28 November 2013 - Room T 008 - From 11:20 am to 12:20 pm

We exploit a policy discontinuity at U.S. state borders to identify the effects of unemployment insurance policies on unemployment. Our estimates imply that most of the persistent increase in unemployment during the Great Recession can be accounted for by the unprecedented extensions of unemployment benefit eligibility. In contrast to the existing recent literature that mainly focused on estimating the effects of benefit duration on job search and acceptance strategies of the unemployed -- the micro effect -- we focus on measuring the general equilibrium macro effect that operates primarily through the response of job creation to unemployment benefit extensions. We find that it is the latter effect that is very important quantitatively.


Strategy & Business Policy


26 November 2013 - SALLE DU CONSEIL - From 10:30 am to 12:00 pm

While analyzing how and why firms respond to product market demands has been a long withstanding central issue in the strategy literature, recent research suggests the need for a comparable level of attention on how and why firms respond to non-market (i.e., institutional) demands. In this study, we theoretically and empirically analyze how Brazilian listed firms responded to voluntary institutional reforms (aimed at reducing longstanding agency problems related to pyramidal group ownership) to the BOVESPA stock market to better understand strategic response to institutional changes. This study provides insight on which types of firms are more likely to adopt new institutional practices; how firm market signals affect firm stock performance; and whether implementing new organizational practices, or not, affects the longevity of changes in performance. We show that firms that signaled to the market better governance practices received abnormal stock returns at the time of announcement and migration. However, we also find that in many cases, the changes observed are more symbolic than substantive. In cases where the main shareholder is a family-owned pyramidal group, the firm is more likely to decouple. Conversely, government-owned and dual-listed firms are less likely to be non-implementers of the new corporate governance practices.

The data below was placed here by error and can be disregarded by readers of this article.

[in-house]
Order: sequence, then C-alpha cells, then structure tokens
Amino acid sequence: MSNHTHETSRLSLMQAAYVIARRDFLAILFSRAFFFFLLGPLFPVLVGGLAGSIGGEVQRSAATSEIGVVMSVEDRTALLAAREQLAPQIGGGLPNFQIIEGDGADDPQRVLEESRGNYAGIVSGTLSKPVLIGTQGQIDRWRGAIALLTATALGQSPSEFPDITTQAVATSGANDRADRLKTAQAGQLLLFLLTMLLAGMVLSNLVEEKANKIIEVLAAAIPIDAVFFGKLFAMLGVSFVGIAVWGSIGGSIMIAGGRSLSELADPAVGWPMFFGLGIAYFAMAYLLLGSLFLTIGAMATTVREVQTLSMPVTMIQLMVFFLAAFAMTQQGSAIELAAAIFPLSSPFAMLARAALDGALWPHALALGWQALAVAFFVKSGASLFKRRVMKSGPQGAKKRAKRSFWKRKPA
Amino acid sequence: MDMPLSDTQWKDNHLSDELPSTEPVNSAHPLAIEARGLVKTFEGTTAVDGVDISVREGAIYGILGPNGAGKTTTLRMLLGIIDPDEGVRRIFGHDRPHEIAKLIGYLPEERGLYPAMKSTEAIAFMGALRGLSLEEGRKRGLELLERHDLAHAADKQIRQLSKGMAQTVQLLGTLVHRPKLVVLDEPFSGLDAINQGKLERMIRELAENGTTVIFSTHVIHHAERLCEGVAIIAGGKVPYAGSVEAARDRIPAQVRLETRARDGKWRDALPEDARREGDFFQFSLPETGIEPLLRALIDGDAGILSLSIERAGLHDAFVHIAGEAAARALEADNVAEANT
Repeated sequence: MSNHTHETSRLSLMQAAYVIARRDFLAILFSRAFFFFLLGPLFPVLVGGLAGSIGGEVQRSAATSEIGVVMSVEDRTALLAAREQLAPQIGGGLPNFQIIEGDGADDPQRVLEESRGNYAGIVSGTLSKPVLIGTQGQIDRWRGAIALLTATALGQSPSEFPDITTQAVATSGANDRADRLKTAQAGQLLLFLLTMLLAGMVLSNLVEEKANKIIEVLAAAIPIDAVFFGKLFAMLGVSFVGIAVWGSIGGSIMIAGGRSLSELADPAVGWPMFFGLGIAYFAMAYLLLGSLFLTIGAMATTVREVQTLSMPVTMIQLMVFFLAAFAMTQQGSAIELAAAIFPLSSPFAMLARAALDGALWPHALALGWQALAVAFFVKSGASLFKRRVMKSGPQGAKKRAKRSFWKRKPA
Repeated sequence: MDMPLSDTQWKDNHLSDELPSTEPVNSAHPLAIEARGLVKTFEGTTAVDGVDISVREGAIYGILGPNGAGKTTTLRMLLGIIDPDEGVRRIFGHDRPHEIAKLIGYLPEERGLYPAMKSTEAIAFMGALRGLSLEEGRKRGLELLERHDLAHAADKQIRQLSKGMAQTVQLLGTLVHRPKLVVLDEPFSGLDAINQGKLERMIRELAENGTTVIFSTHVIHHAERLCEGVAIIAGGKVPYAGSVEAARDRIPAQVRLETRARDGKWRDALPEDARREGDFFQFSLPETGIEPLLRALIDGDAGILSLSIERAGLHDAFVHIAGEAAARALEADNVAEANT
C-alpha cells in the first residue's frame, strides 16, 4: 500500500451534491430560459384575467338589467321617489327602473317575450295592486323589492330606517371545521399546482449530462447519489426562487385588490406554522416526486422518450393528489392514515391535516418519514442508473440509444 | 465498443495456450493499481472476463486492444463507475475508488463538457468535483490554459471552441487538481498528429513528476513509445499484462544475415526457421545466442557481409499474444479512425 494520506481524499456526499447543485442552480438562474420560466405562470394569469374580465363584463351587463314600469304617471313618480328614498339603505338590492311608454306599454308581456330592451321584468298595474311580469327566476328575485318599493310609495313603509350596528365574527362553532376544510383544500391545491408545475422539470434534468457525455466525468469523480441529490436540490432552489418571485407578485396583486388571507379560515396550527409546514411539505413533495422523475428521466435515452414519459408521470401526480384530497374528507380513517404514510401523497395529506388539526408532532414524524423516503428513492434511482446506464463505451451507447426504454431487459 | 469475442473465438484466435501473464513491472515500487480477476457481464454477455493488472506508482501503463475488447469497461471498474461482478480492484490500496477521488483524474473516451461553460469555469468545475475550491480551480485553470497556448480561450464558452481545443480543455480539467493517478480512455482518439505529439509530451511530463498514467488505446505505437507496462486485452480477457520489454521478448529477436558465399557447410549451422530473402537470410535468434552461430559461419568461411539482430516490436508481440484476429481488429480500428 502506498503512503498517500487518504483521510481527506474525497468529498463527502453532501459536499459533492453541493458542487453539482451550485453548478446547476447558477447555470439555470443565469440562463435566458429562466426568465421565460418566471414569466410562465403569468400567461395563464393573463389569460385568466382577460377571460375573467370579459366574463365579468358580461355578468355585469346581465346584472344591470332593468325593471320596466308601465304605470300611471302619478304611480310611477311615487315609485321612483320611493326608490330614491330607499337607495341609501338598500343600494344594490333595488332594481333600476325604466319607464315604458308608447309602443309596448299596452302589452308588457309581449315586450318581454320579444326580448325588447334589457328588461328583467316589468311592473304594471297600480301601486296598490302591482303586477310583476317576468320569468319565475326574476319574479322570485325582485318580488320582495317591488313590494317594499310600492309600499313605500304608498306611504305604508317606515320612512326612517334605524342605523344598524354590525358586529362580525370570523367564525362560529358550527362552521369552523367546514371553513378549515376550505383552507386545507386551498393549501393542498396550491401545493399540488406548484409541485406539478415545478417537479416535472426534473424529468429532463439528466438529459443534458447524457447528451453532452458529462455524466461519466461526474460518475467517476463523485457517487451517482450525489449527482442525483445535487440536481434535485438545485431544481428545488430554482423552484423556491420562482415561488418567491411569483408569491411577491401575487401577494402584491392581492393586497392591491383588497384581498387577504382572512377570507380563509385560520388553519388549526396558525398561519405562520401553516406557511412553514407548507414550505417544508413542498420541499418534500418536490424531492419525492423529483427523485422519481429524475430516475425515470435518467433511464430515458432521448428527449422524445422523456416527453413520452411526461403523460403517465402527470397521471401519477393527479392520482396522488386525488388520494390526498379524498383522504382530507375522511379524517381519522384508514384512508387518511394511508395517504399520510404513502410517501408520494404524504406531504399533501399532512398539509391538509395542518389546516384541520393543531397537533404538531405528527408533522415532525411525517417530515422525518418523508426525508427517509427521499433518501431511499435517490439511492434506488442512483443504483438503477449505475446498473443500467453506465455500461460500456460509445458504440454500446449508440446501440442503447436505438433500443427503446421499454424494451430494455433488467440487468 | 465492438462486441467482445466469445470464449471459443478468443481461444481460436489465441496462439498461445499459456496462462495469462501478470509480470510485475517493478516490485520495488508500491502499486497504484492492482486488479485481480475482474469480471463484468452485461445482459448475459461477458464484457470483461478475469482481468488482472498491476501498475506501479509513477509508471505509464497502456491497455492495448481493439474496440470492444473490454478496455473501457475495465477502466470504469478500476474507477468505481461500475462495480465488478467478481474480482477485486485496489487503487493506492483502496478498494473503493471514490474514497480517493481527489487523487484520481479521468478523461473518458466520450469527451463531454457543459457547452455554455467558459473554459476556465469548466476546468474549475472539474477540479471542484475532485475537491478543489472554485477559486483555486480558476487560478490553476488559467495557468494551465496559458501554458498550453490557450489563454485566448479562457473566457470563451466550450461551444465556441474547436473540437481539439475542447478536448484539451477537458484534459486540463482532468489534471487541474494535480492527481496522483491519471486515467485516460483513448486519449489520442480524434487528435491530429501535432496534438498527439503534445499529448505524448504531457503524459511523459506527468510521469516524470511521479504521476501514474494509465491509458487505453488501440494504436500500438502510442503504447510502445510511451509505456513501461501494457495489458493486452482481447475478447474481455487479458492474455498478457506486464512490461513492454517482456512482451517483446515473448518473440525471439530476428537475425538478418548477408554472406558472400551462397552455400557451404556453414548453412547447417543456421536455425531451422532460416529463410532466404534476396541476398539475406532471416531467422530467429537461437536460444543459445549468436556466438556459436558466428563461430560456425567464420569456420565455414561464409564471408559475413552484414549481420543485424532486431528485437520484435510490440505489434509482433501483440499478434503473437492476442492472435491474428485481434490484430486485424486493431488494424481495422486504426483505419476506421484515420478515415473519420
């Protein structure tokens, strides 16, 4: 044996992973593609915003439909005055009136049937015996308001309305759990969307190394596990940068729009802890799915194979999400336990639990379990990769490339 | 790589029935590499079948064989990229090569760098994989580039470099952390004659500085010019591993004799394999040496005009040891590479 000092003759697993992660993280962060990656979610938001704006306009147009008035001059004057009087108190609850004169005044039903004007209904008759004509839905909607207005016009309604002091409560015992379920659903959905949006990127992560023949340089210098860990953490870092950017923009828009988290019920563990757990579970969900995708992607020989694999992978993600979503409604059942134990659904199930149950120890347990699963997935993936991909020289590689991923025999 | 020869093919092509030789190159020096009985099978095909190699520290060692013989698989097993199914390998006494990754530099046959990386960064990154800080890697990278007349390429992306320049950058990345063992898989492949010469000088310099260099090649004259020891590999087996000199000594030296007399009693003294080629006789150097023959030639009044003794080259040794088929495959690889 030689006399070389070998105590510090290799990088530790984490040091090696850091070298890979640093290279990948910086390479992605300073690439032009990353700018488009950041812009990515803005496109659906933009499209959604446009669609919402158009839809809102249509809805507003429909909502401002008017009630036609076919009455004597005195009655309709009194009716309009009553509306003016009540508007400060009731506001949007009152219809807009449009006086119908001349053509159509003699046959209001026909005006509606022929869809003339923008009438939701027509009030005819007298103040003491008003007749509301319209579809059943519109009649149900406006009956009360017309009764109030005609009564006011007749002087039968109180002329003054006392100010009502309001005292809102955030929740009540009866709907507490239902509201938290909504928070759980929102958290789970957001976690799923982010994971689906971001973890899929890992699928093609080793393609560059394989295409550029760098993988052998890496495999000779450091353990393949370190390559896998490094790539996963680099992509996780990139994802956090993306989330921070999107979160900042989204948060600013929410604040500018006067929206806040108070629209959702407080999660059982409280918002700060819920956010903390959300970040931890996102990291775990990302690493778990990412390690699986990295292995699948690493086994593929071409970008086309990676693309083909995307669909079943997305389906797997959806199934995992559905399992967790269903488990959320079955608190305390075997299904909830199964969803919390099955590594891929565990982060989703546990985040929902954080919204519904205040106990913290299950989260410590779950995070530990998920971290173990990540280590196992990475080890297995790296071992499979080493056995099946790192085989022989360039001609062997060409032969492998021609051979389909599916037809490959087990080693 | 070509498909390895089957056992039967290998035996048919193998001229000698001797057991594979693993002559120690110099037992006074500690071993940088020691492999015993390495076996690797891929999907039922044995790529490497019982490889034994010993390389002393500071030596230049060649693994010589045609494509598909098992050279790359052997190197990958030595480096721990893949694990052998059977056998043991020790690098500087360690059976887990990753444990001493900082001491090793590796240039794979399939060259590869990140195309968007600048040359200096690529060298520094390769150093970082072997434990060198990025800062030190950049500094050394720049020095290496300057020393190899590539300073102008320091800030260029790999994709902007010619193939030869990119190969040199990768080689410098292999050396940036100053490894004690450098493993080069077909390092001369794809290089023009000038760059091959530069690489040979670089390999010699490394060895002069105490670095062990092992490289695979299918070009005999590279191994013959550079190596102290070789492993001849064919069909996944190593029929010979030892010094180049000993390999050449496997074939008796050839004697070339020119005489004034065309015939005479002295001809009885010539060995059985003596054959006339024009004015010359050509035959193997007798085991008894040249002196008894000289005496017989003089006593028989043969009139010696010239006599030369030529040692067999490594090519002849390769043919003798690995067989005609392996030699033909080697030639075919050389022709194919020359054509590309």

The expressive role of performance measurement systems: A field study of a mental health development project

Accounting & Management Control

Speaker: Matt HALL
London School of Economics

22 November 2013 - HEC Campus, salle T022 - From 2:00 pm to 4:00 pm

In this paper we examine how performance measurement systems (PMS) can be used within organizations to help organizational members to express their values and beliefs. This use of PMS, which we term its expressive role, is important as pluralistic and expressive forms of organization are becoming more prevalent. Furthermore, prior research indicates that enabling the expression of values and beliefs by organizational members can generate energy and commitment that are important to the achievement of organizational objectives. In a field study of a mental health development project, we draw on Huy’s (1999) concepts of display freedom and playfulness to examine the design and operational characteristics that are important in the development of an expressive role for PMS. We also examine the interplay
between the expressive role and other uses of PMS, and identify circumstances in which these roles can clash and/or be complementary. This study of the expressive role of PMS study broadens understanding of the functioning of PMS in organizations (Burchell et al., 1980; Ansari & Euske, 1987), the way in which management control systems can be used to signal values and preferences, and the use of PMS in NGOs to help manage potential tensions between service delivery and humanitarian values.

The Role of Earnings Forecast Uncertainty in Explaining Zero and Small Positive Earnings Surprises

Accounting & Management Control

Speaker: David VEENMAN
Erasmus University Rotterdam